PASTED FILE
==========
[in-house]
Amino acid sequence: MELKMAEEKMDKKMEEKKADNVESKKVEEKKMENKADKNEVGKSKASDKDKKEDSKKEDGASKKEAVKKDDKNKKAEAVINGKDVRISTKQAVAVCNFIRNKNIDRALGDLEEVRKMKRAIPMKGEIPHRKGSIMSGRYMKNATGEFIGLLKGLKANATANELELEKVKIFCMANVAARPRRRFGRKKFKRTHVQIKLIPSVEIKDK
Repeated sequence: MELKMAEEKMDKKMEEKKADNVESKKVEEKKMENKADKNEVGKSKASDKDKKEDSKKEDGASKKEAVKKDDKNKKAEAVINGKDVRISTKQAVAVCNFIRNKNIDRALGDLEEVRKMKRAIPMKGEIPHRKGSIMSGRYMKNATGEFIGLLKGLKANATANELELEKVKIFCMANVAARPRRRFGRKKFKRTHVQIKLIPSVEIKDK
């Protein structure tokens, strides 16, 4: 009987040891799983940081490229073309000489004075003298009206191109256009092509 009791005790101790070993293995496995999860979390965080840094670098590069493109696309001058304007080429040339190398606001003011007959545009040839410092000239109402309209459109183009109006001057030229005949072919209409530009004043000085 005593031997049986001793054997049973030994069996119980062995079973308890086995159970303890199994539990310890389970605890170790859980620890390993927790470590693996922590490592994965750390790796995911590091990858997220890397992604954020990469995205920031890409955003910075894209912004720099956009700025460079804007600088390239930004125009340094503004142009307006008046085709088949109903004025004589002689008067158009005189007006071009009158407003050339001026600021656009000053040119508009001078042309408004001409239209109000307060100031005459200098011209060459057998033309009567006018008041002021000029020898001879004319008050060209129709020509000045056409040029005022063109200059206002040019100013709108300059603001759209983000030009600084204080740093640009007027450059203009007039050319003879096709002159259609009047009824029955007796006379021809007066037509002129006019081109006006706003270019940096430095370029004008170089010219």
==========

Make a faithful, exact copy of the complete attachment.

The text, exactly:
[in-house]
Amino acid sequence: MELKMAEEKMDKKMEEKKADNVESKKVEEKKMENKADKNEVGKSKASDKDKKEDSKKEDGASKKEAVKKDDKNKKAEAVINGKDVRISTKQAVAVCNFIRNKNIDRALGDLEEVRKMKRAIPMKGEIPHRKGSIMSGRYMKNATGEFIGLLKGLKANATANELELEKVKIFCMANVAARPRRRFGRKKFKRTHVQIKLIPSVEIKDK
Repeated sequence: MELKMAEEKMDKKMEEKKADNVESKKVEEKKMENKADKNEVGKSKASDKDKKEDSKKEDGASKKEAVKKDDKNKKAEAVINGKDVRISTKQAVAVCNFIRNKNIDRALGDLEEVRKMKRAIPMKGEIPHRKGSIMSGRYMKNATGEFIGLLKGLKANATANELELEKVKIFCMANVAARPRRRFGRKKFKRTHVQIKLIPSVEIKDK
């Protein structure tokens, strides 16, 4: 009987040891799983940081490229073309000489004075003298009206191109256009092509 009791005790101790070993293995496995999860979390965080840094670098590069493109696309001058304007080429040339190398606001003011007959545009040839410092000239109402309209459109183009109006001057030229005949072919209409530009004043000085 005593031997049986001793054997049973030994069996119980062995079973308890086995159970303890199994539990310890389970605890170790859980620890390993927790470590693996922590490592994965750390790796995911590091990858997220890397992604954020990469995205920031890409955003910075894209912004720099956009700025460079804007600088390239930004125009340094503004142009307006008046085709088949109903004025004589002689008067158009005189007006071009009158407003050339001026600021656009000053040119508009001078042309408004001409239209109000307060100031005459200098011209060459057998033309009567006018008041002021000029020898001879004319008050060209129709020509000045056409040029005022063109200059206002040019100013709108300059603001759209983000030009600084204080740093640009007027450059203009007039050319003879096709002159259609009047009824029955007796006379021809007066037509002129006019081109006006706003270019940096430095370029004008170089010219």